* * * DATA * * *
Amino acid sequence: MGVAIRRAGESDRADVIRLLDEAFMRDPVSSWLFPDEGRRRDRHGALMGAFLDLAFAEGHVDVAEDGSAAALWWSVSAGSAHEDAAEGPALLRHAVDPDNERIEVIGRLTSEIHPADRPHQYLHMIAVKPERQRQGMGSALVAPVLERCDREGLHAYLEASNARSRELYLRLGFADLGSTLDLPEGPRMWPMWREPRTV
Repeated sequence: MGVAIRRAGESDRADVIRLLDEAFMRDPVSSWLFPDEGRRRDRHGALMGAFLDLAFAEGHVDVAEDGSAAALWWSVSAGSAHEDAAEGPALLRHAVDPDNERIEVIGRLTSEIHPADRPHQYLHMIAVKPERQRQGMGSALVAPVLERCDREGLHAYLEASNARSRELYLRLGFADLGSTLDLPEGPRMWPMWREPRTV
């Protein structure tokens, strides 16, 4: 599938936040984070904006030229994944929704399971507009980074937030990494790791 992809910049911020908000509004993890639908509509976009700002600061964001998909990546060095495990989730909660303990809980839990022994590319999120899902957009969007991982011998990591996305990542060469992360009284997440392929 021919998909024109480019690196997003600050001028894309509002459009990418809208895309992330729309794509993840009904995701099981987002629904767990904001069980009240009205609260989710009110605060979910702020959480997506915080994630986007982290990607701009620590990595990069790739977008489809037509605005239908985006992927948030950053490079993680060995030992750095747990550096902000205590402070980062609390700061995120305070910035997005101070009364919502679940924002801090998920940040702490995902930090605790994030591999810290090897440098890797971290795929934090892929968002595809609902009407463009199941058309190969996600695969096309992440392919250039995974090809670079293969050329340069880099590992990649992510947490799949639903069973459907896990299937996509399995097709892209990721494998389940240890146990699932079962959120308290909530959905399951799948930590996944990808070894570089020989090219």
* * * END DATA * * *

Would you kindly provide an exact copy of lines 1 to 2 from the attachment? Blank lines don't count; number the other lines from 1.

Amino acid sequence: MGVAIRRAGESDRADVIRLLDEAFMRDPVSSWLFPDEGRRRDRHGALMGAFLDLAFAEGHVDVAEDGSAAALWWSVSAGSAHEDAAEGPALLRHAVDPDNERIEVIGRLTSEIHPADRPHQYLHMIAVKPERQRQGMGSALVAPVLERCDREGLHAYLEASNARSRELYLRLGFADLGSTLDLPEGPRMWPMWREPRTV
Repeated sequence: MGVAIRRAGESDRADVIRLLDEAFMRDPVSSWLFPDEGRRRDRHGALMGAFLDLAFAEGHVDVAEDGSAAALWWSVSAGSAHEDAAEGPALLRHAVDPDNERIEVIGRLTSEIHPADRPHQYLHMIAVKPERQRQGMGSALVAPVLERCDREGLHAYLEASNARSRELYLRLGFADLGSTLDLPEGPRMWPMWREPRTV